Orwell warned us about this
Afew days ago, I came across this insight from British writer George Orwell. To many across the world, he is known for his novel Animal Farm, in which he explores the decay of political morality in the aftermath of a successful revolt by the oppressed against their oppression.
Here is my quotation of the day from one of his writings: “A PEOPLE THAT ELECT CORRUPT POLITICIANS, IMPOSTERS, THIEVES AND TRAITORS ... ARE NOT VICTIMS BUT ACCOMPLICES.” (My caps.)
I think Orwell wrote the book with citizens of any country in mind. But his message may have a special resonance for South Africans right now.
Just more than two decades after freedom, South African citizens face a dramatic and potentially catastrophic decay of political morality. This decay is spearheaded daily by powerful elected leaders, and is served and supported by numerous functionaries appointed by the leaders into key positions in government, and in the array of public institutions meant to serve the citizens. They work together to carry out a morbid agenda.
Orwell’s message is also that citizens ought to recognise the depth of their relationship with public institutions. Such institutions are not there only to serve citizens, but also so that, in turn, each citizen has the responsibility to such institutions by electing politicians who will strengthen their capacity to deliver on their public mandate for the good of all.
Elected leaders and appointed officers who repeatedly destroy the mandate and capacity of public office and public institutions deserve to no longer be elected or appointed.
It has become a self-evident reality – which can be derived from the Constitutional Court ruling on Nkandla and played out in so many ways in the public record – that the state president himself, in the capacities of both his office and of his person, has become the source and driver of this willed destruction. He acts like the invisible WiFi signal – never seen, but causing things to happen; the pull of gravity of an unseen star, but definitely known to be out there; seen by its presence in legitimising public rituals, but absent in the public and active defence of those rituals as embodying the power of corrective action.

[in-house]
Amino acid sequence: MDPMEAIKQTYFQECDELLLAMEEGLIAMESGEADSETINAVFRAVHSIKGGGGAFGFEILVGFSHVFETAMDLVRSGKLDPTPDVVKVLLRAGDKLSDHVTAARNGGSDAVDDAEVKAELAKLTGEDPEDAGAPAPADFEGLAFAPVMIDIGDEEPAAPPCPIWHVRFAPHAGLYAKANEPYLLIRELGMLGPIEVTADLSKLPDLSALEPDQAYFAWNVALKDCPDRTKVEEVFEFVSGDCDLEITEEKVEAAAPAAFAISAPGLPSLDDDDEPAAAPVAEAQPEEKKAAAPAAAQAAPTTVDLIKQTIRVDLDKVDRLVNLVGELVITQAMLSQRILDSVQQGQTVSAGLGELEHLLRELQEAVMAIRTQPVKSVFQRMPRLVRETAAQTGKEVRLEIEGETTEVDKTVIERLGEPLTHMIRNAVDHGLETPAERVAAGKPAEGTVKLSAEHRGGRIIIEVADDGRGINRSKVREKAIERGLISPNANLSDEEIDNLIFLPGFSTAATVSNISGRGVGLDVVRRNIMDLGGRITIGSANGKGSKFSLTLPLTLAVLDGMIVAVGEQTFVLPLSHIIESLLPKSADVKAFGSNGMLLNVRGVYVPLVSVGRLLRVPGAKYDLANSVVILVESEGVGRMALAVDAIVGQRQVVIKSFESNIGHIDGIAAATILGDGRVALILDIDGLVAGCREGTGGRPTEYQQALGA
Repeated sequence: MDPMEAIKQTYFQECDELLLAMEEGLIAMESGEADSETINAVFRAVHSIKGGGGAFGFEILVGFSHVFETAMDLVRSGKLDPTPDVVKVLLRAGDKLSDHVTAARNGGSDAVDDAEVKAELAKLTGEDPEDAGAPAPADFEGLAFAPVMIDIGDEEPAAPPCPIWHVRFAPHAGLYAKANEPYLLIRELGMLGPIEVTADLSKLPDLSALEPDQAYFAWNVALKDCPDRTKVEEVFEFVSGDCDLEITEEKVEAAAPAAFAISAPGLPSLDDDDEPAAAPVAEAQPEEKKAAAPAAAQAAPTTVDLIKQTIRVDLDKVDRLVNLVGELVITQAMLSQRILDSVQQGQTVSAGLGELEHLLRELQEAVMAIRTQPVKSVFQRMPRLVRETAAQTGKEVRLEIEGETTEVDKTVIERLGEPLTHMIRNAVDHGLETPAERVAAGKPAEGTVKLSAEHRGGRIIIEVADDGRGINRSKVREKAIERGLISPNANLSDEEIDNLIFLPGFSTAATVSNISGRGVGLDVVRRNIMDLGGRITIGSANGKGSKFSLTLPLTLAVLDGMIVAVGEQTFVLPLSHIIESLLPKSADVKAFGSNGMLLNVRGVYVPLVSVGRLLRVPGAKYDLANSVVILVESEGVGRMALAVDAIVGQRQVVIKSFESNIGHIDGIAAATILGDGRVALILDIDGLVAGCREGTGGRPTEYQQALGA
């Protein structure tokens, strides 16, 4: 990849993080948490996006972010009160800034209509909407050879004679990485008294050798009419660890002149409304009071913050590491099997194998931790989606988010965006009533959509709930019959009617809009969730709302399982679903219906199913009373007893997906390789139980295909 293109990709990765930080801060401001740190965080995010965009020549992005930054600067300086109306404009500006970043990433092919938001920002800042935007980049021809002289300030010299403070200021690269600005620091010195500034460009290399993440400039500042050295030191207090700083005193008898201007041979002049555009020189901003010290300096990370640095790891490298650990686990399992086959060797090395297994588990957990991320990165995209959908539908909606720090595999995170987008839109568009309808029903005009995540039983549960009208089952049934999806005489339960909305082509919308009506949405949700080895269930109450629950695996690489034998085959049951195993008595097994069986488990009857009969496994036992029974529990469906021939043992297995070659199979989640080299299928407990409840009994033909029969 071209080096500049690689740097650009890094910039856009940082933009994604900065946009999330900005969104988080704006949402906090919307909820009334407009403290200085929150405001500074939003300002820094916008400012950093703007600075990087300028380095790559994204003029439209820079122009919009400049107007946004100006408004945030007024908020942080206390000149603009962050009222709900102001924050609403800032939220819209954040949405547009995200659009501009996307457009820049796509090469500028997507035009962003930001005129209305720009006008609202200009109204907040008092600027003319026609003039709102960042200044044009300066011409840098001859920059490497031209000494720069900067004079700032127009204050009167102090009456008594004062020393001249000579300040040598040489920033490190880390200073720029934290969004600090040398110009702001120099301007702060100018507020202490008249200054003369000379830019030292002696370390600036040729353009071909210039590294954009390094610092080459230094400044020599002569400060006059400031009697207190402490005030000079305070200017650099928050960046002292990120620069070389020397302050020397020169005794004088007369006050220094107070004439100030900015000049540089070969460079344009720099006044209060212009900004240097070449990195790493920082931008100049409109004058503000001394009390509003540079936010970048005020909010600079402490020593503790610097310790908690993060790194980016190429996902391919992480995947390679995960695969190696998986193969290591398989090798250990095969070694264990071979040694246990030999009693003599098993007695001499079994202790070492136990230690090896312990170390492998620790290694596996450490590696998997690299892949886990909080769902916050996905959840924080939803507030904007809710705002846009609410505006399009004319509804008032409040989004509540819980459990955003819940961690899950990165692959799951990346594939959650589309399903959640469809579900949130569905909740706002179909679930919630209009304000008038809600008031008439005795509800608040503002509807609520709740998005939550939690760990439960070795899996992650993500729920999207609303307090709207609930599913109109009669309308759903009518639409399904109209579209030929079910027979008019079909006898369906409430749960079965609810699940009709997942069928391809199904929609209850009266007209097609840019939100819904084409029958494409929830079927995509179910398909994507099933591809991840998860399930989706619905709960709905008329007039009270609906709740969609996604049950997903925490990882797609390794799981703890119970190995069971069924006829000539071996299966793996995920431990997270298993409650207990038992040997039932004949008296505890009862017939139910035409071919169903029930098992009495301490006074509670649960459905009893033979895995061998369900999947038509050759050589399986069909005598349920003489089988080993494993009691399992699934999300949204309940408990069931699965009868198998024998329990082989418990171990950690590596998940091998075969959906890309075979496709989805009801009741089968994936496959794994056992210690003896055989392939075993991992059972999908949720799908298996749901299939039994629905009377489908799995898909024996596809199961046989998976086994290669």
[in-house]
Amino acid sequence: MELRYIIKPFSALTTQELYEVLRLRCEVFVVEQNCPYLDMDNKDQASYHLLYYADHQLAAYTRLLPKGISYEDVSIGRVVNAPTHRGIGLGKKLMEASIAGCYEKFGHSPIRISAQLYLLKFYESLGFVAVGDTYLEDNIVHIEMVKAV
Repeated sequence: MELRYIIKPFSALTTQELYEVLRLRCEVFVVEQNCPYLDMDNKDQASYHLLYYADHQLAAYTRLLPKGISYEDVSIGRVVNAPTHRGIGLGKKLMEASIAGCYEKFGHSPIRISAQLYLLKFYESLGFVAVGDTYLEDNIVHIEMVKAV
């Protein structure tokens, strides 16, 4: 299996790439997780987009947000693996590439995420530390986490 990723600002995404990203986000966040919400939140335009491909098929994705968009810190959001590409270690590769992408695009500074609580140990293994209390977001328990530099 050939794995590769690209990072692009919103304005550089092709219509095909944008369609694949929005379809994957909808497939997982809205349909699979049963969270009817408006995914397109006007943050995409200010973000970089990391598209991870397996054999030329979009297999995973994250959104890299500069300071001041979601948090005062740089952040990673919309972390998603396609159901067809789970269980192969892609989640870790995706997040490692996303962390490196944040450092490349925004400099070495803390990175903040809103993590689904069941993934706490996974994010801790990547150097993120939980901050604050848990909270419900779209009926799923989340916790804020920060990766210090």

That is why the destructive collective behaviour of many public officers today is no longer a matter of speculation. Day by day, both elected and appointed officers concertedly and consistently confirm Orwell’s quote of having become “corrupt politicians, imposters, thieves and traitors”.
Typically, they make anticorruption declarations. All the more are they Orwell’s imposters!
When citizens fail to exercise their responsibility to name what they have come to see – to embrace the consequences of that recognition – and when they fail to take corrective action with the power inherent in their human essence (as much as that essence is embodied in laws, rules and responsibilities they created and legislated) their salvation will lie in their tough recognition that no longer are they such victims; that they have transformed into accomplices working for their own demise through their silence, ignorance, self-fulfilling selfjustifications, or illusory entitlements to what fundamentally destroys themselves and others.
Yet there are countless others who have chosen not to be accomplices. The citizenship they represent is of the kind demanded by the extent of the visible decay of the public sphere. It is a citizenship that cuts across the race, class, gender, education, culture, ethnicity, geographic location and political loyalties of South Africa’s diverse citizenry. It is a solemn responsibility shared across these boundaries.
By definition, it proclaims the solemn obligation of all citizens to rise above such boundaries and to reconstitute in the collective interest embodied in what belongs to them all: South Africa, the land of their past, present and future.
They are called upon to enlist for a new kind of struggle for a future liberated from the received sentiments in which it became so easy to call for the destruction or end of something, but far more difficult to be energised by a pulsating urge to create something new.
What was overcome in 1994 cannot be fought in perpetuity long after it was defeated, even when it may have reinvented itself in an order proclaimed to be new but that is in so many ways fundamentally old, and potentially more brutally repressive because it was self-inflicted. I think this is what George Orwell meant.
Ndebele is an author and academic
CLOSE TO HOME Neil Coppen’s adaptation of Animal Farm, which was staged last year, featured an all-female cast